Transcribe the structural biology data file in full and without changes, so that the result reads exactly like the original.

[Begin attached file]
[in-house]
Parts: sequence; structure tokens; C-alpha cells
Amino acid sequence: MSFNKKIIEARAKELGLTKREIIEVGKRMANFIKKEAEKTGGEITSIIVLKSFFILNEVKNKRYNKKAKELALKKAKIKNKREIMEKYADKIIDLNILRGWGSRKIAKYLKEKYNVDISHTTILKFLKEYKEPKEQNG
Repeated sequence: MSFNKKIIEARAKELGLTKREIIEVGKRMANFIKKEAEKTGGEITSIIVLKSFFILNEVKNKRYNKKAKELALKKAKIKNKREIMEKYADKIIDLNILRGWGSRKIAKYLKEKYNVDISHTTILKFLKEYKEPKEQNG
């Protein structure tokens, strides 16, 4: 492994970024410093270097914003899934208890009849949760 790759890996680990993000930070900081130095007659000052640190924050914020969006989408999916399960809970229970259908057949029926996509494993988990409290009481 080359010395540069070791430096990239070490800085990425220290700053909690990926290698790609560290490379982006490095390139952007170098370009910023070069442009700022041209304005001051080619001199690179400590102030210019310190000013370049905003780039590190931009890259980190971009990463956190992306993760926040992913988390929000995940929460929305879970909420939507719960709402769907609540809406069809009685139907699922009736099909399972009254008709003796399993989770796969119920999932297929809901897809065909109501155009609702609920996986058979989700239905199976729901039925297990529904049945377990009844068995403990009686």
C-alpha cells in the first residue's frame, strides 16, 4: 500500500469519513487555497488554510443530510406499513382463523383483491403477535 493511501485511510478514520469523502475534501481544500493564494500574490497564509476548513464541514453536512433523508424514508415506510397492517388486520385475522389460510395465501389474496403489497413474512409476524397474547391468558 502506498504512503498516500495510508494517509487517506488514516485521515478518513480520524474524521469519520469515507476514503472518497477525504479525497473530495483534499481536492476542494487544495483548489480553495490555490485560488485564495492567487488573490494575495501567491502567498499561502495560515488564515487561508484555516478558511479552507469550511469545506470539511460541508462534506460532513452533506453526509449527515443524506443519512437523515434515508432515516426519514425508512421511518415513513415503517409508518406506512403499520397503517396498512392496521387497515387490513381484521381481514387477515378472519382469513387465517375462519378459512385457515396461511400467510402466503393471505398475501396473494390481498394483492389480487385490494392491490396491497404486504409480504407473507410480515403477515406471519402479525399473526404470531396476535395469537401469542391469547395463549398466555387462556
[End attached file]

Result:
[in-house]
Parts: sequence; structure tokens; C-alpha cells
Amino acid sequence: MSFNKKIIEARAKELGLTKREIIEVGKRMANFIKKEAEKTGGEITSIIVLKSFFILNEVKNKRYNKKAKELALKKAKIKNKREIMEKYADKIIDLNILRGWGSRKIAKYLKEKYNVDISHTTILKFLKEYKEPKEQNG
Repeated sequence: MSFNKKIIEARAKELGLTKREIIEVGKRMANFIKKEAEKTGGEITSIIVLKSFFILNEVKNKRYNKKAKELALKKAKIKNKREIMEKYADKIIDLNILRGWGSRKIAKYLKEKYNVDISHTTILKFLKEYKEPKEQNG
């Protein structure tokens, strides 16, 4: 492994970024410093270097914003899934208890009849949760 790759890996680990993000930070900081130095007659000052640190924050914020969006989408999916399960809970229970259908057949029926996509494993988990409290009481 080359010395540069070791430096990239070490800085990425220290700053909690990926290698790609560290490379982006490095390139952007170098370009910023070069442009700022041209304005001051080619001199690179400590102030210019310190000013370049905003780039590190931009890259980190971009990463956190992306993760926040992913988390929000995940929460929305879970909420939507719960709402769907609540809406069809009685139907699922009736099909399972009254008709003796399993989770796969119920999932297929809901897809065909109501155009609702609920996986058979989700239905199976729901039925297990529904049945377990009844068995403990009686």
C-alpha cells in the first residue's frame, strides 16, 4: 500500500469519513487555497488554510443530510406499513382463523383483491403477535 493511501485511510478514520469523502475534501481544500493564494500574490497564509476548513464541514453536512433523508424514508415506510397492517388486520385475522389460510395465501389474496403489497413474512409476524397474547391468558 502506498504512503498516500495510508494517509487517506488514516485521515478518513480520524474524521469519520469515507476514503472518497477525504479525497473530495483534499481536492476542494487544495483548489480553495490555490485560488485564495492567487488573490494575495501567491502567498499561502495560515488564515487561508484555516478558511479552507469550511469545506470539511460541508462534506460532513452533506453526509449527515443524506443519512437523515434515508432515516426519514425508512421511518415513513415503517409508518406506512403499520397503517396498512392496521387497515387490513381484521381481514387477515378472519382469513387465517375462519378459512385457515396461511400467510402466503393471505398475501396473494390481498394483492389480487385490494392491490396491497404486504409480504407473507410480515403477515406471519402479525399473526404470531396476535395469537401469542391469547395463549398466555387462556